They were hard-working, loyal employes.
They toiled for hours on end, on their feet, at the Wayne Farms chicken processing plant in Marshall County in Alabama. Then, just like that, they left – scores of them, accounting for a big chuck of the 120 jobs that suddenly were unfilled.
“We had 850 employes, 120 openings is inordinately high for us,” said Wayne Farms spokesman Frank Singleton. “We play by the rules, we take applications and run them through the [federal immigration] verification program. But if people feel they’re being single out, they’re not going to stick around. They’re going to go elsewhere.”
Alabama officials recently held up Wayne Farms as an example of how the state’s new immigration law – the strictest in the United States – was creating employment opportunities for legal residents by driving out undocumented workers.
Only thing is, Singleton and other employers say, it also is driving out legal immigrants, and adversely impacting business and as well as communities.
“When you create an environment where one segment of the workforce feels stigmatized, at the end of the day it’s not good for employes, and it’s not good for the community,” Singleton said. “It causes a shrinkage in labor and affects our ability to fulfill [business] demands.”
The law, which allows police to detain people indefinitely if they are suspected of being in the country illegally and requires schools to check the status of new students when they enroll, has led to an exodus of mostly Latino immigrants.
They are disappearing from classrooms as well as from jobs, and officials who support the law say that is exactly what the law aimed for – to push out undocumented immigrants.
“We have the best law in the country and I stand by what we’ve done,” said state Sen. Scott Beason, a Republican, and one of the law’s authors, in an interview with The Associated Press. Beason said he knew there’d be some problems initially, but stressed that he is receiving “thank you” calls from people who have been hired to do jobs that apparently had been held by undocumented workers.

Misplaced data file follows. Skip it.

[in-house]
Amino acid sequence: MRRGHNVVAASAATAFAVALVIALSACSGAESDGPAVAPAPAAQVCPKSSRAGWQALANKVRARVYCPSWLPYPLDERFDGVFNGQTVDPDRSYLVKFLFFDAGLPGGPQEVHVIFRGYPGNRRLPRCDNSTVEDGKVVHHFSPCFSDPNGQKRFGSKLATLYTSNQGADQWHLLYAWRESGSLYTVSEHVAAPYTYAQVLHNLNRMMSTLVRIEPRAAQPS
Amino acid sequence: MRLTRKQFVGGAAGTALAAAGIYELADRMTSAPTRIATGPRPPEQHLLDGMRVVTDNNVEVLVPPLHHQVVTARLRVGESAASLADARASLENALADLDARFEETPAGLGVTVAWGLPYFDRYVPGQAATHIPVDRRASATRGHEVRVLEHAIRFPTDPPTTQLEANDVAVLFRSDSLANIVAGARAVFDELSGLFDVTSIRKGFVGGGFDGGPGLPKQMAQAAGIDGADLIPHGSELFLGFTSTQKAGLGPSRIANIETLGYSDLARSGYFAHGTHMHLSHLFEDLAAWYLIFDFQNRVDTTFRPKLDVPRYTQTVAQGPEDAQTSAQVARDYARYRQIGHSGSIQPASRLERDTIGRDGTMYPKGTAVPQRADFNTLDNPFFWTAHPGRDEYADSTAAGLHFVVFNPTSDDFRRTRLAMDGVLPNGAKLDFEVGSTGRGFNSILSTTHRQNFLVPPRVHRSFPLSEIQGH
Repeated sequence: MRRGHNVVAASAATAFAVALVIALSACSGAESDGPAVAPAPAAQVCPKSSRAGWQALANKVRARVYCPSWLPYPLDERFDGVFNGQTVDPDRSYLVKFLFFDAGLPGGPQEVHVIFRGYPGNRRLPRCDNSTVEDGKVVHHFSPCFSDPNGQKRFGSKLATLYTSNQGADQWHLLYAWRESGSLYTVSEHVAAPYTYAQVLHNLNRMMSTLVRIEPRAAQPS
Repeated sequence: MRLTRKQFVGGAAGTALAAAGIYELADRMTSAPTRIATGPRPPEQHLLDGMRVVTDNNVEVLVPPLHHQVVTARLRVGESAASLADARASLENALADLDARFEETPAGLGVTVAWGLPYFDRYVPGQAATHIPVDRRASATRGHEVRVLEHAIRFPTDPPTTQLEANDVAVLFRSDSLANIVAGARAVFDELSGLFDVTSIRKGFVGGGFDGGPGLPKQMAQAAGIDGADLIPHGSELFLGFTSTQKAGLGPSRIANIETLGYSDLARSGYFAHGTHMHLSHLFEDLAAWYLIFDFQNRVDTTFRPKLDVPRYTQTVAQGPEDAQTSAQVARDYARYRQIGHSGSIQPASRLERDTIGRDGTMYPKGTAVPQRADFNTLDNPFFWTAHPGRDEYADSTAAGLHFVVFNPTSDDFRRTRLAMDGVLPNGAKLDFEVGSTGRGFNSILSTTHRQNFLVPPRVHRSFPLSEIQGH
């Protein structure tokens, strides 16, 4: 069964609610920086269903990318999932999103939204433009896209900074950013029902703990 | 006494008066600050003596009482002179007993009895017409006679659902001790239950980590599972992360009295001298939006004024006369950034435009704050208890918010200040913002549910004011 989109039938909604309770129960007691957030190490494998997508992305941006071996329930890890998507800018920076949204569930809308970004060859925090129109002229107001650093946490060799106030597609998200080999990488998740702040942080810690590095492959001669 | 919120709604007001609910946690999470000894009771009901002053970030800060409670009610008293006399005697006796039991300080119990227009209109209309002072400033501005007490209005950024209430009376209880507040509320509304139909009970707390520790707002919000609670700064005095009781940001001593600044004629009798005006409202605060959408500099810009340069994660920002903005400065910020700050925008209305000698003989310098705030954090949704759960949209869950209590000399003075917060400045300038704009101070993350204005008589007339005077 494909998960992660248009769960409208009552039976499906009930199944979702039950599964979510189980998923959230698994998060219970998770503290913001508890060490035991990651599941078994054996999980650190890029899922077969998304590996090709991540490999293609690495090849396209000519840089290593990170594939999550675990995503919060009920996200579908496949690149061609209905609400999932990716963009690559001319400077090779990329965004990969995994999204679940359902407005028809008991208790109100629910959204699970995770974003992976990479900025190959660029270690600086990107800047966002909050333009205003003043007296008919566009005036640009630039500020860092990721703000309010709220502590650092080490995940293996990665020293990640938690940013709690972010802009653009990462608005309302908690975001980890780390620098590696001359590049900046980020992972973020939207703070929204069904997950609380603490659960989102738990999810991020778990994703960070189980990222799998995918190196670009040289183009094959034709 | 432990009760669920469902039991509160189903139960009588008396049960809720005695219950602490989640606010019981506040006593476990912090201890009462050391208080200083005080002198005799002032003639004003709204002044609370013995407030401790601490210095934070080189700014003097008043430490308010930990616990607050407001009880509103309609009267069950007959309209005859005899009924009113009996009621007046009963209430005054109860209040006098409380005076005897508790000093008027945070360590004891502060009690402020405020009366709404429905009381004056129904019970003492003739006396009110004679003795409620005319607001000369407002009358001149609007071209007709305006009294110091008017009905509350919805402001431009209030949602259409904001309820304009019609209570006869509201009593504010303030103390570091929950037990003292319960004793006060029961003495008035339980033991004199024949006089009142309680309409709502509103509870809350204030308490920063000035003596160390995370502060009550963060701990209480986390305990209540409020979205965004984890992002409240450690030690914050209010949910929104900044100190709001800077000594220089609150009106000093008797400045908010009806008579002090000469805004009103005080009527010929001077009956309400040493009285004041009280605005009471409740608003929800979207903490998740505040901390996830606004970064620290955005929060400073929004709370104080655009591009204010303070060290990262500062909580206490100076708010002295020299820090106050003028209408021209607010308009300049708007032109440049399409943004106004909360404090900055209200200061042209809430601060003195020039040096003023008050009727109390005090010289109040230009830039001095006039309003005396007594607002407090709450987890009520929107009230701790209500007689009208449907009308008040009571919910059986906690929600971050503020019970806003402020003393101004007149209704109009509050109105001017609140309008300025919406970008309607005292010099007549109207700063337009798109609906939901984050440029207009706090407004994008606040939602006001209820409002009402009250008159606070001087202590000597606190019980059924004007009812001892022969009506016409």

Efforts to reach Beason for comment for this story were unsuccessful Friday. Another state lawmaker said undocumented immigrants are an economic drain on Alabama, and that the state could not afford educating the children of undocumented immigrants, or providing other services to people who were in the country illegally.
Albertville City Councilman Chuck Ellis said that unemployment in the county already had seen a decline, from 9.5 to 9.3, since the law took effect.
Singleton said that while the company respects a state’s right to have its own laws, it is having “a chilling effect” on Latinos, who have been roughly 30 percent of Wayne Farms workforce in Alabama.
“These jobs are rather hard to fill,” he said. “The Latino community does fulfill that [labor] need for us. Our Latino workers are new Americans who have naturalized [as U.S. citizens] or they were born in the United States. The assumption is that everyone who is Latino is a migrant guest worker or here illegally.”